“Well, in my last comment I wondered what it meant that Mary saw the resurrected Christ first. I guess no one wants to take me up on it. But in any case, I’ve been thinking about the issue more, and I thought of a few possibilities that I didn’t mention in my earlier comment. For example . . .”

That gives the bloggers and readers a new reason to notice your comment. If done well, it’s quite possible that such a follow-up will spark the conversation you had originally sought.

A second possibility is e-mailing one of the permabloggers. We generally try to be responsive to e-mails. On the other hand, this carries some risk — if the reason why Jim didn’t respond on the blog is that he’s out of town at a conference, he’s also unlikely to get to your e-mail until days later, and he may be so flooded by post-travel e-mail catching-up that your e-mail also gets ignored.

A third possibility is to e-mail another reader. We have a great community of readers. Without wanting to put words in anyone’s mouth, I suspect that if you e-mailed any of the regular commenters — Steve, Clark, danithew, Bryce, Kevin, D., William Morris, Geoff, or Dave, for example, just to name a few possibilities — and said “I just commented yesterday on the T & S thread about ___. I was wondering if you had any thoughts on that area” that you might get some responses. (E-mail addresses aren’t visible for commenters on T & S, but many of our commenters have their own blogs or have their address available online. In addition, the old “drop me a line” comment works well: “Steve, I’d like to discuss this with you, please e-mail me at . . .”).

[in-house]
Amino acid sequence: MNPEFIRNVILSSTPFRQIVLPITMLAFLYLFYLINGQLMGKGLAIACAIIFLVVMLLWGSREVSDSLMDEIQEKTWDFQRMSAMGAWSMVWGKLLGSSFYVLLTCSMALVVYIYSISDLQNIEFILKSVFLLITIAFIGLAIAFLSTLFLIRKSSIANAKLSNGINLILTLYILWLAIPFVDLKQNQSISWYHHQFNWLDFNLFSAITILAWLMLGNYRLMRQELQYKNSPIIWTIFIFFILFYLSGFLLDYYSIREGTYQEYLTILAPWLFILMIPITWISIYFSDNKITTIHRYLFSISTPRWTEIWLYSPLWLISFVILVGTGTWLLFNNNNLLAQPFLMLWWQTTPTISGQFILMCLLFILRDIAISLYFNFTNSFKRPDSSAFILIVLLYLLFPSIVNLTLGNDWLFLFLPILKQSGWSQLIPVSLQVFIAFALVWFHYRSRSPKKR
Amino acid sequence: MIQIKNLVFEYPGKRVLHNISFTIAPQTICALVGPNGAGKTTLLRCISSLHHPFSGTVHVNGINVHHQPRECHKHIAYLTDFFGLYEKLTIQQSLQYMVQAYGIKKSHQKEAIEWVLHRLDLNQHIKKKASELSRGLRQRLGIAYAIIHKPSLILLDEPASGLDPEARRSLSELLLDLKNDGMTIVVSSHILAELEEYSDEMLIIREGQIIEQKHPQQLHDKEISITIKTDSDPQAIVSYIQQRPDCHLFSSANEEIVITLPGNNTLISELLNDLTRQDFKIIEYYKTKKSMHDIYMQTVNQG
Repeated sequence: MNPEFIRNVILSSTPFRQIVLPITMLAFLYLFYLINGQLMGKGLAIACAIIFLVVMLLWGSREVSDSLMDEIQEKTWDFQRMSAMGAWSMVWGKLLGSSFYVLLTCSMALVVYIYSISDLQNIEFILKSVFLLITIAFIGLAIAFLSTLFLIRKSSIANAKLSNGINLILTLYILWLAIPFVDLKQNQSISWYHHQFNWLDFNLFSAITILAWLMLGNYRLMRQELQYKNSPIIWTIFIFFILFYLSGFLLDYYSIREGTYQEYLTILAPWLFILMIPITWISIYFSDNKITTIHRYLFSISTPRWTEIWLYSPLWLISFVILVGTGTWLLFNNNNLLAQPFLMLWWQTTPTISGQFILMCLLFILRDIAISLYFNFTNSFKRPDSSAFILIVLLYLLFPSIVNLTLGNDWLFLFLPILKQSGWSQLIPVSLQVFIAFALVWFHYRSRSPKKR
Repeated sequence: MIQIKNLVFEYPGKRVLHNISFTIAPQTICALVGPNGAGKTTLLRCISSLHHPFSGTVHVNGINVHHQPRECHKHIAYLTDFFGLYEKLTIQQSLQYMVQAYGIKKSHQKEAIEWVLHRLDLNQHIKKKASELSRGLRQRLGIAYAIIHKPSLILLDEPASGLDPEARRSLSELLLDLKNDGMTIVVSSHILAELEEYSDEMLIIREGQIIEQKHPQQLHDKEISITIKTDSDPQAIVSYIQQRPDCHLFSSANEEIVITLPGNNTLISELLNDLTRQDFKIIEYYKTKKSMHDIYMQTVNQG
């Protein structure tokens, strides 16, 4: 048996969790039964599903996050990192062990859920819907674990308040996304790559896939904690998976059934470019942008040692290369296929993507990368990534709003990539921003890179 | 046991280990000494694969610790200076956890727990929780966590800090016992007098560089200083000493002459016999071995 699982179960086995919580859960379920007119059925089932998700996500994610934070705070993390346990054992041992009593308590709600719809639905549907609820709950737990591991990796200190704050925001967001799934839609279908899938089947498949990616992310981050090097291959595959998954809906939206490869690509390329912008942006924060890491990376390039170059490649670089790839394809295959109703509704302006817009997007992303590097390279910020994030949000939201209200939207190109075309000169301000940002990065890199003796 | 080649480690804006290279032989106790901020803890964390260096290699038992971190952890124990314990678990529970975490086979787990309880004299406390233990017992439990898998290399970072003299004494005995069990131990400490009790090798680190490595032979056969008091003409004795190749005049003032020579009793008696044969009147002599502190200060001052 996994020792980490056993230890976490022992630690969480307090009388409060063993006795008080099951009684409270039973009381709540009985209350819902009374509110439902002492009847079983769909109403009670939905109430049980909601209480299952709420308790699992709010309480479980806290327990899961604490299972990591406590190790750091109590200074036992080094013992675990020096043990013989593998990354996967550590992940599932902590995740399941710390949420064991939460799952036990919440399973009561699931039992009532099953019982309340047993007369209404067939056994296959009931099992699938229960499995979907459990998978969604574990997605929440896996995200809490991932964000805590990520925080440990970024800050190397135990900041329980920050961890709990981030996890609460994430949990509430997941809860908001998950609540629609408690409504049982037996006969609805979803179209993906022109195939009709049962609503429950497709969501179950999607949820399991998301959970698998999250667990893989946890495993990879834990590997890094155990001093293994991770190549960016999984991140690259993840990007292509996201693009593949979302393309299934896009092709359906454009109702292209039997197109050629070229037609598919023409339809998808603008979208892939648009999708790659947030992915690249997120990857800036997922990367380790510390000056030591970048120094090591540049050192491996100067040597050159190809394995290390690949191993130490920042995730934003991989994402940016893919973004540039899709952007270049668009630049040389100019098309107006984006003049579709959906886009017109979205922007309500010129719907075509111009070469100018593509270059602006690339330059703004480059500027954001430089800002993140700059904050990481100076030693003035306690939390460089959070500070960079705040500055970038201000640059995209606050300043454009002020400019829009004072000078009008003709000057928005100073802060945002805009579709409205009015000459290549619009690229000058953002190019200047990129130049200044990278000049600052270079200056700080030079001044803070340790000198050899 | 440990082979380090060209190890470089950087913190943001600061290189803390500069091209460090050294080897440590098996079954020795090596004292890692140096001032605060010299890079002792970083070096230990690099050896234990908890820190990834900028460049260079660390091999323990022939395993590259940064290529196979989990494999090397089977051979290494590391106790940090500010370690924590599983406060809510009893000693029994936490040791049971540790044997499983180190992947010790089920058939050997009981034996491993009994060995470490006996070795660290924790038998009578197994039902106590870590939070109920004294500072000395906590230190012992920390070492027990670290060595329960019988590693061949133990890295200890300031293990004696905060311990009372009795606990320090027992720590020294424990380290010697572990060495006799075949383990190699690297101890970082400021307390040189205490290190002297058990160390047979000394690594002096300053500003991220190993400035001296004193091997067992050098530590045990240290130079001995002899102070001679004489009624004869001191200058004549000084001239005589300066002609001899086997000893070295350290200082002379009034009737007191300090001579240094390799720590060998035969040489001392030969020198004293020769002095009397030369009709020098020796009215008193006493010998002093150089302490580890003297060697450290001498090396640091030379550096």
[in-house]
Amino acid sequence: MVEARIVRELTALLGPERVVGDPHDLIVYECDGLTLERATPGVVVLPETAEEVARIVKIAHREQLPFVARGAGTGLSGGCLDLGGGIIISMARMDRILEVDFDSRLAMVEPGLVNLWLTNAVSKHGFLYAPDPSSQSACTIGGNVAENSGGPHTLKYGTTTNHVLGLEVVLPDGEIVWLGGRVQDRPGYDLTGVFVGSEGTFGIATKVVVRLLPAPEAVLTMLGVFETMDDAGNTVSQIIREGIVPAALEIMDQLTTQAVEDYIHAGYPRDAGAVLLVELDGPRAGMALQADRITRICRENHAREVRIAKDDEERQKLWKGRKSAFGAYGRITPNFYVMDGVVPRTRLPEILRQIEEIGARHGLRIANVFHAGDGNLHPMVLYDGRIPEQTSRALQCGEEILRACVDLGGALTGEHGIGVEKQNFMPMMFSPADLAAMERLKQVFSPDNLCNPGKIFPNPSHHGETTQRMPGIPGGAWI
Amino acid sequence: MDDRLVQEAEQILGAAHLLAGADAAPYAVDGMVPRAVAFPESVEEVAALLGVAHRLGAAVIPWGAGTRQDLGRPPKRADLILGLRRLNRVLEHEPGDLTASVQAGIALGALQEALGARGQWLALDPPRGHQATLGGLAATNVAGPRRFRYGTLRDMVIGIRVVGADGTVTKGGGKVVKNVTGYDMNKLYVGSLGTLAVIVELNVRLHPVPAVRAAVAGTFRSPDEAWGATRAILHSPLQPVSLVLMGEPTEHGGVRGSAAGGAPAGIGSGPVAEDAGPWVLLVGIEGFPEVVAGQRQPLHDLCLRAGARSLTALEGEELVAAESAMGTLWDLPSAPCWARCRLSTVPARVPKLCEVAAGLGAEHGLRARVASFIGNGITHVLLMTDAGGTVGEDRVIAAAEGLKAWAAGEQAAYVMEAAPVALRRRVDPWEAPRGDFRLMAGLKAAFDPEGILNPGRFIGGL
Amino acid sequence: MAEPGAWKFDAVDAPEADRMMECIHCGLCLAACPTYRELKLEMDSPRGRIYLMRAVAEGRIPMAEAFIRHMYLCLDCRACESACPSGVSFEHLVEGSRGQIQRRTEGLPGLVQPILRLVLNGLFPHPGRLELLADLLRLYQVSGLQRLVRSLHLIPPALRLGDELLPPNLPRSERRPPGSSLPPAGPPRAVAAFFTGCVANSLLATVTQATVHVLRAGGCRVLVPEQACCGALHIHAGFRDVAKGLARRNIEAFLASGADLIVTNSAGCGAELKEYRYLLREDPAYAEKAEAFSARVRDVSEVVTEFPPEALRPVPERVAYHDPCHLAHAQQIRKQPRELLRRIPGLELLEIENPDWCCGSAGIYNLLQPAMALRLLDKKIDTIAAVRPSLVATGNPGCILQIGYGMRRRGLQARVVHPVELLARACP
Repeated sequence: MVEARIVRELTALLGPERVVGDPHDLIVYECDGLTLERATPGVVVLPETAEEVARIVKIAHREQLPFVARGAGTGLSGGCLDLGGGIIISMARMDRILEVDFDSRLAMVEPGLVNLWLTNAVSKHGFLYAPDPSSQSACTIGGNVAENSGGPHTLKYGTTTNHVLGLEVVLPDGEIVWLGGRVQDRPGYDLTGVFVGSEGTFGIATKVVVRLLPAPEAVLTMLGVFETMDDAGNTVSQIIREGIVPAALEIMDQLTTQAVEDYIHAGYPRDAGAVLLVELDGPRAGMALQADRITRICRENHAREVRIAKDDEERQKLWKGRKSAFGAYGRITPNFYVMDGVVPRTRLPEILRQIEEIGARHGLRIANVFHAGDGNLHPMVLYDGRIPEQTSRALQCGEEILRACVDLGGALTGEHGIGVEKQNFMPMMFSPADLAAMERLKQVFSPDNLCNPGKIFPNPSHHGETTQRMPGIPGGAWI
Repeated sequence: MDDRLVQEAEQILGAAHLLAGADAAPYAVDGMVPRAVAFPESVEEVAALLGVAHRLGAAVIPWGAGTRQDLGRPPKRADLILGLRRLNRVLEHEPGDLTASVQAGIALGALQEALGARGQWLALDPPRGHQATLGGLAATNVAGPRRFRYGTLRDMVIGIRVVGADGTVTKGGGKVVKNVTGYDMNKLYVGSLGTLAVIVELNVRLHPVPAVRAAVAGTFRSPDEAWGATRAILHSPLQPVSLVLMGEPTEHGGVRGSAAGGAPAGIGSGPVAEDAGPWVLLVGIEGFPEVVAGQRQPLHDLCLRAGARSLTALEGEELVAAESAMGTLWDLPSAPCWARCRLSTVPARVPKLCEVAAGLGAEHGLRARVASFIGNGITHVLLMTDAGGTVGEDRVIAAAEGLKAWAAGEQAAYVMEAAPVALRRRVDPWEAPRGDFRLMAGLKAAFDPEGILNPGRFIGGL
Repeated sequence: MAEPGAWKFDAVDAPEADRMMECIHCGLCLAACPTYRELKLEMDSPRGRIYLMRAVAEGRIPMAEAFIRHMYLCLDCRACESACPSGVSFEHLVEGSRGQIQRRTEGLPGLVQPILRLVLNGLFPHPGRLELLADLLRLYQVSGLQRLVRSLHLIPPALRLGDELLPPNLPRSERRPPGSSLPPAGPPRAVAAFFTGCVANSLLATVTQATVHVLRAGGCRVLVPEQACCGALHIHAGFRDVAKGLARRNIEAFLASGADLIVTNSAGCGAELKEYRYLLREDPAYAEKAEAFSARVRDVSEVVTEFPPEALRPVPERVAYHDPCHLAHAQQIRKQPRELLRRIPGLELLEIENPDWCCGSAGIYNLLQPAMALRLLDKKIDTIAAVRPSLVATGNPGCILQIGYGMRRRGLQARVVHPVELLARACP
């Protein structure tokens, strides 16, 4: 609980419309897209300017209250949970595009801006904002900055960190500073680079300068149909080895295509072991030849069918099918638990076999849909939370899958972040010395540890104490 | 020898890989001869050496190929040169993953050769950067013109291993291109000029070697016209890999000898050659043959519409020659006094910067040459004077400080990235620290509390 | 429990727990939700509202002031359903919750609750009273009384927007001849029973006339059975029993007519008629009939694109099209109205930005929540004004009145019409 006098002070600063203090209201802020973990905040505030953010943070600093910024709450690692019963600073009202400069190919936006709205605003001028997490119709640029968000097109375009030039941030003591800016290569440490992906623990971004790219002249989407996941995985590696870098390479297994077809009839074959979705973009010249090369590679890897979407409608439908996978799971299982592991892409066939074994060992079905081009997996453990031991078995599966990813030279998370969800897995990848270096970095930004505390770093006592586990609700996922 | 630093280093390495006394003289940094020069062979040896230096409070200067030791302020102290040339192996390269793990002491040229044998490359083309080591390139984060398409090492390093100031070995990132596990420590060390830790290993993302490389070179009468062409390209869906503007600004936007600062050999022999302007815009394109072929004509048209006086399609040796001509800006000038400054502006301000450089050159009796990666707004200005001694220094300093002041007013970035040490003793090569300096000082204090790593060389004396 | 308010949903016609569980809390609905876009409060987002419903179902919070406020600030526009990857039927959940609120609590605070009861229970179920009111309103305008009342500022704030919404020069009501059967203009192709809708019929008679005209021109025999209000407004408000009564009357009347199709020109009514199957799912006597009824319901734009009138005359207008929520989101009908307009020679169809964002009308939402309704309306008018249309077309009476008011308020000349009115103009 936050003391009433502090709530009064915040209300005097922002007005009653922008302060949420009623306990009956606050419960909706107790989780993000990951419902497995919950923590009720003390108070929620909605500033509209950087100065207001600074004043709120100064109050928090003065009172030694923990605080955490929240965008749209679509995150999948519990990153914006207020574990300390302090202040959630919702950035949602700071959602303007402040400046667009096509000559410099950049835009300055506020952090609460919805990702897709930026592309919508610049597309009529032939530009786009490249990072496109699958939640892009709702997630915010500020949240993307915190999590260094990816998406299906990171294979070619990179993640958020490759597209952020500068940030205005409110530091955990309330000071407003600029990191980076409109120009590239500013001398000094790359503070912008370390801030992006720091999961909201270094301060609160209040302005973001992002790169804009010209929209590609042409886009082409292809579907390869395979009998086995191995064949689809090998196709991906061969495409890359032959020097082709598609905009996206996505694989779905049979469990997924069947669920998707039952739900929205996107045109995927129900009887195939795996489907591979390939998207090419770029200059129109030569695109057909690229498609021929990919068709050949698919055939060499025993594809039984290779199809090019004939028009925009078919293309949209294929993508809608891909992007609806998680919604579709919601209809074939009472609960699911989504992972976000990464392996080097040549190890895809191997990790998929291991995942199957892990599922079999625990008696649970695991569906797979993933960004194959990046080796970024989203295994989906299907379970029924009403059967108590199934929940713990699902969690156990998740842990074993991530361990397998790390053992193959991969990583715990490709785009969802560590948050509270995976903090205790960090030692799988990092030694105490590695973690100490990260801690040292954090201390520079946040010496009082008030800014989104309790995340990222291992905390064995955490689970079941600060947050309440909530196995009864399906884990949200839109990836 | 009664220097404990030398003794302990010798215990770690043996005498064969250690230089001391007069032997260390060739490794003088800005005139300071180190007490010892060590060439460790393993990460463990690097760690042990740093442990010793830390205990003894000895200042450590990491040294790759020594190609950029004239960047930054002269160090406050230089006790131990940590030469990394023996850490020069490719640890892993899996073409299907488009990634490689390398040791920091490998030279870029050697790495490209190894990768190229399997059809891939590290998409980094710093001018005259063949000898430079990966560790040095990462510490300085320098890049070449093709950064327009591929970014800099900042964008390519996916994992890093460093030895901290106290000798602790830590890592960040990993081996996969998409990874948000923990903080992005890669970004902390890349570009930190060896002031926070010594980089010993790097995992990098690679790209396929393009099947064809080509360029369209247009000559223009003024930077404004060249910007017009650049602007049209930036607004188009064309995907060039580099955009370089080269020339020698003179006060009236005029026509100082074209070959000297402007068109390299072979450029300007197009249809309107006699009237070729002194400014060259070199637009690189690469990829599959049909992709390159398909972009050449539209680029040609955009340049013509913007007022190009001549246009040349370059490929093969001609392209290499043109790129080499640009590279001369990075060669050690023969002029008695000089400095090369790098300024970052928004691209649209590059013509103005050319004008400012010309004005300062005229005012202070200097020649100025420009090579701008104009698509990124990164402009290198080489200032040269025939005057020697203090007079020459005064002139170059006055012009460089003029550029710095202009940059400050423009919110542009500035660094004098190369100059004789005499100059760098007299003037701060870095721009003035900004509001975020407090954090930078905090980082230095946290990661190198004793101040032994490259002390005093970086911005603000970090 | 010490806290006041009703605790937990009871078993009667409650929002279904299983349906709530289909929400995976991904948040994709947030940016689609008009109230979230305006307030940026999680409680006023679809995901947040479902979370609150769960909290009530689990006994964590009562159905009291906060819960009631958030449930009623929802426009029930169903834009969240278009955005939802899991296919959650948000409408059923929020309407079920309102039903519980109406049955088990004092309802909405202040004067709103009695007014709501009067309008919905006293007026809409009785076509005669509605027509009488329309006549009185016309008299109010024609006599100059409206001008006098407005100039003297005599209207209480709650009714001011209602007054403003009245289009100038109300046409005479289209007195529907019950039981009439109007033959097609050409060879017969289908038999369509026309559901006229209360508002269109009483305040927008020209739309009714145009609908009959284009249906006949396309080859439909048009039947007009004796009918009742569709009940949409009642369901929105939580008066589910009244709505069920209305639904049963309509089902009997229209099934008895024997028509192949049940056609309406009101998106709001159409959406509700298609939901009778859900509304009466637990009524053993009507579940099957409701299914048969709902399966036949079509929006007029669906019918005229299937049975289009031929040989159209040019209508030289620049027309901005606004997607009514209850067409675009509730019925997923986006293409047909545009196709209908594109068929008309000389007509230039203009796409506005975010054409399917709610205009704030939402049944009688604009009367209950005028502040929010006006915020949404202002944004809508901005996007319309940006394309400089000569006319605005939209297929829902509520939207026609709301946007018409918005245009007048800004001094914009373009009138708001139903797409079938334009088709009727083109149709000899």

If you’re new, you may want to try posting a few more comments. As your name crops up more often, it may start to become familiar, and readers may start to get a feel for what you think, and feel more comfortable addressing you and replying to you. If you have a common name like David or John, or a duplicate name of a common blogger like Nate or Clark, try to use a distinctive handle. We’ve come to know “a random John” and “John H.” and they’re very different people. In the absence of a unique posting name, we might have a hard time getting to know one John from the other.